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Tuesday, December 6, 2016

Patron Participation in Year End Best Lists Featuring Goodreads and NPR Best Books Concierge

Tomorrow I will be presenting my second annual Best Books webinar for PLA members. One of the main points I will be making in that presentation is that you need to gather "best" opinions from as many people as possible in order to be able to help everyone find the right "best" book for them.

One of the largest "best" opinions we as library workers are bad at gathering is from our own patrons. Sure we check circulation statistics all of the time, but that just tells us what is checked out the most. It does not tell us which items our patrons most enjoyed. That more important information is much harder to gather.

In the webinar, I will be giving you some ideas on how to encourage patron participation in creating a picture of what is "best" at your library. But, I also know that some of my ideas may be pushing the envelope for some libraries. There may be institutional barriers that don't allow for my suggestions to be used at your library.

However that doesn't mean you have to give up. One of the best reader driven best lists that every single one of you can access came out today...

CLICK HERE to access the full list
The Goodreads Best Books of 2016, the only major year end book award that is 100% reader driven.

So if you cannot poll your own patrons easily, use their poll.

This list is a wonderful tool for many other reasons too.

First, they do multiple rounds of voting and narrow down the final ballot in a way allows some smaller titles, missed by all other best lists, to be in contention. This also means that the titles on the final voting lists are proven winners. These are books you can confidently use as a sure bet to suggest to a reader. It is not just some newspaper critic who liked it, it was a real reader, just like the patron in front of you. And with vote total for all finalists given, its not just 1 reader, its hundreds or thousands (or tens of thousands for some) that enjoyed it.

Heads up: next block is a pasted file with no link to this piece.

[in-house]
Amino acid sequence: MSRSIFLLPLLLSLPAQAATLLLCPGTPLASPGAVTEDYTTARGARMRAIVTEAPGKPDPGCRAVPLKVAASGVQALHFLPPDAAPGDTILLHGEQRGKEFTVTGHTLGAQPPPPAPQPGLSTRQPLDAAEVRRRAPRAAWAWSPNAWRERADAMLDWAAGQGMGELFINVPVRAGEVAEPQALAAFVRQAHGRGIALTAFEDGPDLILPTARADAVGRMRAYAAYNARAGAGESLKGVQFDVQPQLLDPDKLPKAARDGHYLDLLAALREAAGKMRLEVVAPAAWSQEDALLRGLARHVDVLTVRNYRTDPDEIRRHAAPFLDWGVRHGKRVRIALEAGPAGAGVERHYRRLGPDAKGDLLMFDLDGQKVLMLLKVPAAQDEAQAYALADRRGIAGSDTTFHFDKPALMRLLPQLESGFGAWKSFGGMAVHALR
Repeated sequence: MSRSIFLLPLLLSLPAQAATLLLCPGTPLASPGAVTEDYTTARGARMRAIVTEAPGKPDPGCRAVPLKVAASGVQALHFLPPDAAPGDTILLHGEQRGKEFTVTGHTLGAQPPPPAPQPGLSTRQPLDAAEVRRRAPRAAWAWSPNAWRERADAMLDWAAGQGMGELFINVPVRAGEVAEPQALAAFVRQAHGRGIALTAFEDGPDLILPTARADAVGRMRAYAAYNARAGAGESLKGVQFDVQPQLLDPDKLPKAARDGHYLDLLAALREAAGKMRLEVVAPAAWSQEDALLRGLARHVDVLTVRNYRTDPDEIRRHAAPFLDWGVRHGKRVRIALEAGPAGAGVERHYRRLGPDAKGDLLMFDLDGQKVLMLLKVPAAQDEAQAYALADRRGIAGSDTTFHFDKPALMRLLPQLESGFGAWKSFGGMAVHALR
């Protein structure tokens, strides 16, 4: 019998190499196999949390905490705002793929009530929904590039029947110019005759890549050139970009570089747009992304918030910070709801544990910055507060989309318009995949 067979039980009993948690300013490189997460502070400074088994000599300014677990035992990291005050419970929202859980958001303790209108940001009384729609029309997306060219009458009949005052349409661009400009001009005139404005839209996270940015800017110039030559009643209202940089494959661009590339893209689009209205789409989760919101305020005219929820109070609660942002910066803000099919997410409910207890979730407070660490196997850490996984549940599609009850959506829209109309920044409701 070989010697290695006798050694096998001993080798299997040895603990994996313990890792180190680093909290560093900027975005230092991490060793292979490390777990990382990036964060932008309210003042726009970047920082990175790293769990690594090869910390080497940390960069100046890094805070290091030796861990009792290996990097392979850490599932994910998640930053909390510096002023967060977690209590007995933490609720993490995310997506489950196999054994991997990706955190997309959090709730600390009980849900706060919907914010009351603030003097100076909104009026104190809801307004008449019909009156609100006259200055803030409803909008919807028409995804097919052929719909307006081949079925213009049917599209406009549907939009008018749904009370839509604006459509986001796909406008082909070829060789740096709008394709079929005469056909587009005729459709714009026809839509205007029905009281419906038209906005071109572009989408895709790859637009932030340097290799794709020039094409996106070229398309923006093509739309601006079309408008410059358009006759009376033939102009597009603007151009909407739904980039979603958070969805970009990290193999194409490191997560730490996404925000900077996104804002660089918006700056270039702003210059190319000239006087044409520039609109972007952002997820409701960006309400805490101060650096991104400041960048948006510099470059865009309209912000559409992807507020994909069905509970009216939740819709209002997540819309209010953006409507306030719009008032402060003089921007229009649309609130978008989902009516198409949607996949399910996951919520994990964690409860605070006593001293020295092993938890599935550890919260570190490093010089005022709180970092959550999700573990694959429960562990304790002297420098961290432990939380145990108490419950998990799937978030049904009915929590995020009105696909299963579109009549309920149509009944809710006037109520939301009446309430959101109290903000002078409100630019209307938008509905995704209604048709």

[Okay, that paragraph had like 3 or 4 reasons, moving on...]

Second, they have many genre categories which means we can also use each genre list of finalists and winners as a sure bet for genre fans.

Third, even nonfiction is broken down into six separate categories which is rare in best lists. Again giving us more lists of winners and finalists to use as sure bets for our readers with a particular reading interest like "Science and Technology." Now instead of 1 S&T title appearing in a general, nonfiction best list, you get 20!

Finally, even though I feel like I sound like a broken record, don't forget the backlist of previous award winners and nominees. Goodreads has every year's list [since 2009!] linked at the bottom of the front page of this year's list.  Any or all of those titles are a great place to start when you are looking for sure bet title suggestions for any type of reader.

Another resource I love that is not as overtly reader driven is the NPR Best Books Concierge. This list is a favorite of mine because it puts all of the best books into a single pile and then allows the user of the list to customize the results-- thus making the results list reader driven.

I also enjoy how they filters are not just genre labels, but rather, based on actual reader tastes.  So, you can click on "the dark side," and get a list of 67 choices, and then go even deeper by adding the "rather long" filter on top of it and get 7 choices.

That list can be created by one reader. But another could apply the filters,  "funny stuff" and "for music lovers" and get these 3 completely different-- yet still "best"-- titles. Each list is "best" for the reader in question. No need to worry about creating a one size fits all best list.

I love that readers can interact with the NPR Best Books Concierge and make themselves the perfect list of the year's "best" offering.

And like Goodreads, they also have the backlist concierges available for browsing-- right at the top of the page! These older lists are just as useful as we help patrons. In fact, I refer to previous year's concierge's all of the time, no matter the season. I often walk through them with a reader in front of me to help them pinpoint the type of book they are looking for using the natural language filters. From there I often branch out to other resources, but any of the concierges makes for a great RA conversation starting point with a reader who is having trouble expressing what they are looking for.

I hope this post inspires you to figure out a way to incorporate reader participation in year end best lists. Or, at least gets you to think about these two resources from a patron participation perspective.

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